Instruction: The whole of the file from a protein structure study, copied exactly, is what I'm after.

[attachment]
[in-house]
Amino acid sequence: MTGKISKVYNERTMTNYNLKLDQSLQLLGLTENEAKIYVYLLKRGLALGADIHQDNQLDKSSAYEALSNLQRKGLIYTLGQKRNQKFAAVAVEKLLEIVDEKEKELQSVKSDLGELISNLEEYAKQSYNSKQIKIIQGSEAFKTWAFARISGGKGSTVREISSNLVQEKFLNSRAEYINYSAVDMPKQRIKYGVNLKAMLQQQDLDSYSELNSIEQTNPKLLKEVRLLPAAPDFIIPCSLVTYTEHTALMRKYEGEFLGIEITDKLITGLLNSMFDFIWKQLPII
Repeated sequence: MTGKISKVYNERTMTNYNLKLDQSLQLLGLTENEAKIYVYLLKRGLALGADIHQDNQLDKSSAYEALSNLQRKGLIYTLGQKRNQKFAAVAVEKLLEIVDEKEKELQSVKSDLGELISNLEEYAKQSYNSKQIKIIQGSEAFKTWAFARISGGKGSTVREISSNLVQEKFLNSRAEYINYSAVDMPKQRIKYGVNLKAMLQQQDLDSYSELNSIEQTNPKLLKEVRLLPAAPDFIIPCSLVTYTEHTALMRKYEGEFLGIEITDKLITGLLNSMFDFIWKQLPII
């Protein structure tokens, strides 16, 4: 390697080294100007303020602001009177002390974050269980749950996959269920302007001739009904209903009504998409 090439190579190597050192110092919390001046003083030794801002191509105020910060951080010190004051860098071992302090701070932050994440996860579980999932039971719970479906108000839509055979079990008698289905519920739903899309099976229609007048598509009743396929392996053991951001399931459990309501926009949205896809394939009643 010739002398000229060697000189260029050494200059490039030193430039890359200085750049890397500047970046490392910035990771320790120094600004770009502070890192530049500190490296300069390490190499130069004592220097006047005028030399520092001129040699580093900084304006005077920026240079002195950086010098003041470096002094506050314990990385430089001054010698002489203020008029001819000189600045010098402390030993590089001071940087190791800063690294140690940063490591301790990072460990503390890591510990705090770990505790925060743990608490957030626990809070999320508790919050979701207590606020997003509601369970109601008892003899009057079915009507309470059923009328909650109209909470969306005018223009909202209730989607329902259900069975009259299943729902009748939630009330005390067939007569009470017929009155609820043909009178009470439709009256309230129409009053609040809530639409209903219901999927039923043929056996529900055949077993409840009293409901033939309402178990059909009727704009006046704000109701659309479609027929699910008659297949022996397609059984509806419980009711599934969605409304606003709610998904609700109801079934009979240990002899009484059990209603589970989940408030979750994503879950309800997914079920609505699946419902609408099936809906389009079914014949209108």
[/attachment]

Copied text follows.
[in-house]
Amino acid sequence: MTGKISKVYNERTMTNYNLKLDQSLQLLGLTENEAKIYVYLLKRGLALGADIHQDNQLDKSSAYEALSNLQRKGLIYTLGQKRNQKFAAVAVEKLLEIVDEKEKELQSVKSDLGELISNLEEYAKQSYNSKQIKIIQGSEAFKTWAFARISGGKGSTVREISSNLVQEKFLNSRAEYINYSAVDMPKQRIKYGVNLKAMLQQQDLDSYSELNSIEQTNPKLLKEVRLLPAAPDFIIPCSLVTYTEHTALMRKYEGEFLGIEITDKLITGLLNSMFDFIWKQLPII
Repeated sequence: MTGKISKVYNERTMTNYNLKLDQSLQLLGLTENEAKIYVYLLKRGLALGADIHQDNQLDKSSAYEALSNLQRKGLIYTLGQKRNQKFAAVAVEKLLEIVDEKEKELQSVKSDLGELISNLEEYAKQSYNSKQIKIIQGSEAFKTWAFARISGGKGSTVREISSNLVQEKFLNSRAEYINYSAVDMPKQRIKYGVNLKAMLQQQDLDSYSELNSIEQTNPKLLKEVRLLPAAPDFIIPCSLVTYTEHTALMRKYEGEFLGIEITDKLITGLLNSMFDFIWKQLPII
């Protein structure tokens, strides 16, 4: 390697080294100007303020602001009177002390974050269980749950996959269920302007001739009904209903009504998409 090439190579190597050192110092919390001046003083030794801002191509105020910060951080010190004051860098071992302090701070932050994440996860579980999932039971719970479906108000839509055979079990008698289905519920739903899309099976229609007048598509009743396929392996053991951001399931459990309501926009949205896809394939009643 010739002398000229060697000189260029050494200059490039030193430039890359200085750049890397500047970046490392910035990771320790120094600004770009502070890192530049500190490296300069390490190499130069004592220097006047005028030399520092001129040699580093900084304006005077920026240079002195950086010098003041470096002094506050314990990385430089001054010698002489203020008029001819000189600045010098402390030993590089001071940087190791800063690294140690940063490591301790990072460990503390890591510990705090770990505790925060743990608490957030626990809070999320508790919050979701207590606020997003509601369970109601008892003899009057079915009507309470059923009328909650109209909470969306005018223009909202209730989607329902259900069975009259299943729902009748939630009330005390067939007569009470017929009155609820043909009178009470439709009256309230129409009053609040809530639409209903219901999927039923043929056996529900055949077993409840009293409901033939309402178990059909009727704009006046704000109701659309479609027929699910008659297949022996397609059984509806419980009711599934969605409304606003709610998904609700109801079934009979240990002899009484059990209603589970989940408030979750994503879950309800997914079920609505699946419902609408099936809906389009079914014949209108």